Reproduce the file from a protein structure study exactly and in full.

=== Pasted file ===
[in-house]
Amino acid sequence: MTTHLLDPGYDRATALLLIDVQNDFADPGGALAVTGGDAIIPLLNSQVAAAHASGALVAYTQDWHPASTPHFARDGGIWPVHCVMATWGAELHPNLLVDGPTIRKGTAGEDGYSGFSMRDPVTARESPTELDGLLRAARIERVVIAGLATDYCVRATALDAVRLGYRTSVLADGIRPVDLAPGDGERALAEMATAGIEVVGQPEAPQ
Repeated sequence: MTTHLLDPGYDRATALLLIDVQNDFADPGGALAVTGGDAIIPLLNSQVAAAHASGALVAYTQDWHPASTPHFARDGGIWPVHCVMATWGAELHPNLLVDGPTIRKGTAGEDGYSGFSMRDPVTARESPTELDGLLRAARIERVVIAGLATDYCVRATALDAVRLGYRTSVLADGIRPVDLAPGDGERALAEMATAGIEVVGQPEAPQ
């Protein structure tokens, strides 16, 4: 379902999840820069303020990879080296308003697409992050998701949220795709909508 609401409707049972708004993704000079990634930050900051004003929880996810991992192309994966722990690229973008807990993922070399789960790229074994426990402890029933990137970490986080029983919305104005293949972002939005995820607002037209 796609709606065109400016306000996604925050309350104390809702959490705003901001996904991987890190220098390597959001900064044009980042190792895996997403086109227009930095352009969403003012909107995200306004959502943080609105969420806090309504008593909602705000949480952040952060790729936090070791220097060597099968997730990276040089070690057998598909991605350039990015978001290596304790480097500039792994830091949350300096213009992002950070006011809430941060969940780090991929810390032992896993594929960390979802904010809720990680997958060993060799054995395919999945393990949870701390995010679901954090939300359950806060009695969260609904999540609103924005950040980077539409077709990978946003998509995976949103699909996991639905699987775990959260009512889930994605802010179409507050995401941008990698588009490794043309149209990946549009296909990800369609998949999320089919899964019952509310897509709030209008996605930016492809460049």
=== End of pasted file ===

[in-house]
Amino acid sequence: MTTHLLDPGYDRATALLLIDVQNDFADPGGALAVTGGDAIIPLLNSQVAAAHASGALVAYTQDWHPASTPHFARDGGIWPVHCVMATWGAELHPNLLVDGPTIRKGTAGEDGYSGFSMRDPVTARESPTELDGLLRAARIERVVIAGLATDYCVRATALDAVRLGYRTSVLADGIRPVDLAPGDGERALAEMATAGIEVVGQPEAPQ
Repeated sequence: MTTHLLDPGYDRATALLLIDVQNDFADPGGALAVTGGDAIIPLLNSQVAAAHASGALVAYTQDWHPASTPHFARDGGIWPVHCVMATWGAELHPNLLVDGPTIRKGTAGEDGYSGFSMRDPVTARESPTELDGLLRAARIERVVIAGLATDYCVRATALDAVRLGYRTSVLADGIRPVDLAPGDGERALAEMATAGIEVVGQPEAPQ
């Protein structure tokens, strides 16, 4: 379902999840820069303020990879080296308003697409992050998701949220795709909508 609401409707049972708004993704000079990634930050900051004003929880996810991992192309994966722990690229973008807990993922070399789960790229074994426990402890029933990137970490986080029983919305104005293949972002939005995820607002037209 796609709606065109400016306000996604925050309350104390809702959490705003901001996904991987890190220098390597959001900064044009980042190792895996997403086109227009930095352009969403003012909107995200306004959502943080609105969420806090309504008593909602705000949480952040952060790729936090070791220097060597099968997730990276040089070690057998598909991605350039990015978001290596304790480097500039792994830091949350300096213009992002950070006011809430941060969940780090991929810390032992896993594929960390979802904010809720990680997958060993060799054995395919999945393990949870701390995010679901954090939300359950806060009695969260609904999540609103924005950040980077539409077709990978946003998509995976949103699909996991639905699987775990959260009512889930994605802010179409507050995401941008990698588009490794043309149209990946549009296909990800369609998949999320089919899964019952509310897509709030209008996605930016492809460049």